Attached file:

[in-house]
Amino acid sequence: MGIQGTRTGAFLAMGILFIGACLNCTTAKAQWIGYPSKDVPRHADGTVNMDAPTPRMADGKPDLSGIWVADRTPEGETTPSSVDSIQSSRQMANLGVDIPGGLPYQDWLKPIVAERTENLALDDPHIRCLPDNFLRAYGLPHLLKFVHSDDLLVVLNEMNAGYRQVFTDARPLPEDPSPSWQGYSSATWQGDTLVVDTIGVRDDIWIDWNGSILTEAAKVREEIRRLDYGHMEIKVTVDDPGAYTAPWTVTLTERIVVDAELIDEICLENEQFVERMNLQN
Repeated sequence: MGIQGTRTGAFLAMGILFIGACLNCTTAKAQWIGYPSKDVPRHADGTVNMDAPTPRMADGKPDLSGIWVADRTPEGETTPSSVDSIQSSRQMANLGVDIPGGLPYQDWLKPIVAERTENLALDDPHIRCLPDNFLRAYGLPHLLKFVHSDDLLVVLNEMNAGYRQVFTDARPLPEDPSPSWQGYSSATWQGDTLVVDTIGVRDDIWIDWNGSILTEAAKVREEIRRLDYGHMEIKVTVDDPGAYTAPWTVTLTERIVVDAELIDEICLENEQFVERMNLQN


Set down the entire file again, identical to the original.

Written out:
[in-house]
Amino acid sequence: MGIQGTRTGAFLAMGILFIGACLNCTTAKAQWIGYPSKDVPRHADGTVNMDAPTPRMADGKPDLSGIWVADRTPEGETTPSSVDSIQSSRQMANLGVDIPGGLPYQDWLKPIVAERTENLALDDPHIRCLPDNFLRAYGLPHLLKFVHSDDLLVVLNEMNAGYRQVFTDARPLPEDPSPSWQGYSSATWQGDTLVVDTIGVRDDIWIDWNGSILTEAAKVREEIRRLDYGHMEIKVTVDDPGAYTAPWTVTLTERIVVDAELIDEICLENEQFVERMNLQN
Repeated sequence: MGIQGTRTGAFLAMGILFIGACLNCTTAKAQWIGYPSKDVPRHADGTVNMDAPTPRMADGKPDLSGIWVADRTPEGETTPSSVDSIQSSRQMANLGVDIPGGLPYQDWLKPIVAERTENLALDDPHIRCLPDNFLRAYGLPHLLKFVHSDDLLVVLNEMNAGYRQVFTDARPLPEDPSPSWQGYSSATWQGDTLVVDTIGVRDDIWIDWNGSILTEAAKVREEIRRLDYGHMEIKVTVDDPGAYTAPWTVTLTERIVVDAELIDEICLENEQFVERMNLQN